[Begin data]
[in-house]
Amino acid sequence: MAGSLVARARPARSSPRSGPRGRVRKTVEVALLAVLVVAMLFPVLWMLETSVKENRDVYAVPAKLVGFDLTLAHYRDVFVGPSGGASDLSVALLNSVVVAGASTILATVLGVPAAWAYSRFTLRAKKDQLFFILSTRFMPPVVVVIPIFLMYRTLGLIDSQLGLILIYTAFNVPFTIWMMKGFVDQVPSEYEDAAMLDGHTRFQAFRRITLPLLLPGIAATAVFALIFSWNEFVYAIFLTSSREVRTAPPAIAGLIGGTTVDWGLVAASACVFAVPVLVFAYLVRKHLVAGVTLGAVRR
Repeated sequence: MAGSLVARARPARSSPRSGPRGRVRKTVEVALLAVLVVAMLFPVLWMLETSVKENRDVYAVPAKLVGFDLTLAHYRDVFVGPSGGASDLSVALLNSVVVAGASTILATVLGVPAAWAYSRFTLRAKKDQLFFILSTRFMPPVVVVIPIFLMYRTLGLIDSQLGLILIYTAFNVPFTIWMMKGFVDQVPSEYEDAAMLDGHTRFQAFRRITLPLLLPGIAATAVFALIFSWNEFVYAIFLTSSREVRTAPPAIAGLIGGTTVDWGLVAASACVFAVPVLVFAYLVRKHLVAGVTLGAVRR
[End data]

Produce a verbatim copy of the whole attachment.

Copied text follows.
[in-house]
Amino acid sequence: MAGSLVARARPARSSPRSGPRGRVRKTVEVALLAVLVVAMLFPVLWMLETSVKENRDVYAVPAKLVGFDLTLAHYRDVFVGPSGGASDLSVALLNSVVVAGASTILATVLGVPAAWAYSRFTLRAKKDQLFFILSTRFMPPVVVVIPIFLMYRTLGLIDSQLGLILIYTAFNVPFTIWMMKGFVDQVPSEYEDAAMLDGHTRFQAFRRITLPLLLPGIAATAVFALIFSWNEFVYAIFLTSSREVRTAPPAIAGLIGGTTVDWGLVAASACVFAVPVLVFAYLVRKHLVAGVTLGAVRR
Repeated sequence: MAGSLVARARPARSSPRSGPRGRVRKTVEVALLAVLVVAMLFPVLWMLETSVKENRDVYAVPAKLVGFDLTLAHYRDVFVGPSGGASDLSVALLNSVVVAGASTILATVLGVPAAWAYSRFTLRAKKDQLFFILSTRFMPPVVVVIPIFLMYRTLGLIDSQLGLILIYTAFNVPFTIWMMKGFVDQVPSEYEDAAMLDGHTRFQAFRRITLPLLLPGIAATAVFALIFSWNEFVYAIFLTSSREVRTAPPAIAGLIGGTTVDWGLVAASACVFAVPVLVFAYLVRKHLVAGVTLGAVRR